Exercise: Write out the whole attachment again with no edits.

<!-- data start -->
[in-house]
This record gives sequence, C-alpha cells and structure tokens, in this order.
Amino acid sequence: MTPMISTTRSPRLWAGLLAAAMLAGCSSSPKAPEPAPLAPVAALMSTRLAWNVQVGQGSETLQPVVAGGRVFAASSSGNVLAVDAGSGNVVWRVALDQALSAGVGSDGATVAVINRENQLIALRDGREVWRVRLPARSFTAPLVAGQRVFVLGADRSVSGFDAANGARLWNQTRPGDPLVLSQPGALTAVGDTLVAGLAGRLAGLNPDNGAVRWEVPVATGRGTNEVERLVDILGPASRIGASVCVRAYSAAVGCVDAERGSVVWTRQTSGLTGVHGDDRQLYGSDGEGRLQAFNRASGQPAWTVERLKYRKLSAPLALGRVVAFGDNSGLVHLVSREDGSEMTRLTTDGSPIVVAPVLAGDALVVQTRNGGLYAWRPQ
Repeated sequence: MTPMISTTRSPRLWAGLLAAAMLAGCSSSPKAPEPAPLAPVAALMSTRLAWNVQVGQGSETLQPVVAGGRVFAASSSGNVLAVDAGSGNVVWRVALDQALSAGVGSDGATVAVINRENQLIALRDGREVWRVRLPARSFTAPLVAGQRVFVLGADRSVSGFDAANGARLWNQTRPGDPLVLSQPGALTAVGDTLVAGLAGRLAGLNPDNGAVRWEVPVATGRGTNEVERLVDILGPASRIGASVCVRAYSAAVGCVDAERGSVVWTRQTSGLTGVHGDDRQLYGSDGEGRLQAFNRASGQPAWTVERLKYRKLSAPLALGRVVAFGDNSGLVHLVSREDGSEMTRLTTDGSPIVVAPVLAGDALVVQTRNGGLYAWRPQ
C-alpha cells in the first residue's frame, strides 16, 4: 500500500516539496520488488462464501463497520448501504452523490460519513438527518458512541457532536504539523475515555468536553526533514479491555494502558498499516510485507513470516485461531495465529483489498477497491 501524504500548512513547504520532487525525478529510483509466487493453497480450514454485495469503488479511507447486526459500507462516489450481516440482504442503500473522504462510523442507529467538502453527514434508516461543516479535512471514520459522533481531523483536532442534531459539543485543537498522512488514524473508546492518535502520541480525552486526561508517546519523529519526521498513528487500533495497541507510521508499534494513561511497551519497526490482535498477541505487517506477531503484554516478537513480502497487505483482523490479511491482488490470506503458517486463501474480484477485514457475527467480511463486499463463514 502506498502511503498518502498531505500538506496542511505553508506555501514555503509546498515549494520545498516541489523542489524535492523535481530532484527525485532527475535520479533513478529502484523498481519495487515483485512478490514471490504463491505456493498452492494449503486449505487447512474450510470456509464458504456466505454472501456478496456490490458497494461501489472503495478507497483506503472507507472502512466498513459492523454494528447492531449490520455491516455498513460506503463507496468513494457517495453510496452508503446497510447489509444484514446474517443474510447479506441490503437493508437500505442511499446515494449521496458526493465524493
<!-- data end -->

[in-house]
This record gives sequence, C-alpha cells and structure tokens, in this order.
Amino acid sequence: MTPMISTTRSPRLWAGLLAAAMLAGCSSSPKAPEPAPLAPVAALMSTRLAWNVQVGQGSETLQPVVAGGRVFAASSSGNVLAVDAGSGNVVWRVALDQALSAGVGSDGATVAVINRENQLIALRDGREVWRVRLPARSFTAPLVAGQRVFVLGADRSVSGFDAANGARLWNQTRPGDPLVLSQPGALTAVGDTLVAGLAGRLAGLNPDNGAVRWEVPVATGRGTNEVERLVDILGPASRIGASVCVRAYSAAVGCVDAERGSVVWTRQTSGLTGVHGDDRQLYGSDGEGRLQAFNRASGQPAWTVERLKYRKLSAPLALGRVVAFGDNSGLVHLVSREDGSEMTRLTTDGSPIVVAPVLAGDALVVQTRNGGLYAWRPQ
Repeated sequence: MTPMISTTRSPRLWAGLLAAAMLAGCSSSPKAPEPAPLAPVAALMSTRLAWNVQVGQGSETLQPVVAGGRVFAASSSGNVLAVDAGSGNVVWRVALDQALSAGVGSDGATVAVINRENQLIALRDGREVWRVRLPARSFTAPLVAGQRVFVLGADRSVSGFDAANGARLWNQTRPGDPLVLSQPGALTAVGDTLVAGLAGRLAGLNPDNGAVRWEVPVATGRGTNEVERLVDILGPASRIGASVCVRAYSAAVGCVDAERGSVVWTRQTSGLTGVHGDDRQLYGSDGEGRLQAFNRASGQPAWTVERLKYRKLSAPLALGRVVAFGDNSGLVHLVSREDGSEMTRLTTDGSPIVVAPVLAGDALVVQTRNGGLYAWRPQ
C-alpha cells in the first residue's frame, strides 16, 4: 500500500516539496520488488462464501463497520448501504452523490460519513438527518458512541457532536504539523475515555468536553526533514479491555494502558498499516510485507513470516485461531495465529483489498477497491 501524504500548512513547504520532487525525478529510483509466487493453497480450514454485495469503488479511507447486526459500507462516489450481516440482504442503500473522504462510523442507529467538502453527514434508516461543516479535512471514520459522533481531523483536532442534531459539543485543537498522512488514524473508546492518535502520541480525552486526561508517546519523529519526521498513528487500533495497541507510521508499534494513561511497551519497526490482535498477541505487517506477531503484554516478537513480502497487505483482523490479511491482488490470506503458517486463501474480484477485514457475527467480511463486499463463514 502506498502511503498518502498531505500538506496542511505553508506555501514555503509546498515549494520545498516541489523542489524535492523535481530532484527525485532527475535520479533513478529502484523498481519495487515483485512478490514471490504463491505456493498452492494449503486449505487447512474450510470456509464458504456466505454472501456478496456490490458497494461501489472503495478507497483506503472507507472502512466498513459492523454494528447492531449490520455491516455498513460506503463507496468513494457517495453510496452508503446497510447489509444484514446474517443474510447479506441490503437493508437500505442511499446515494449521496458526493465524493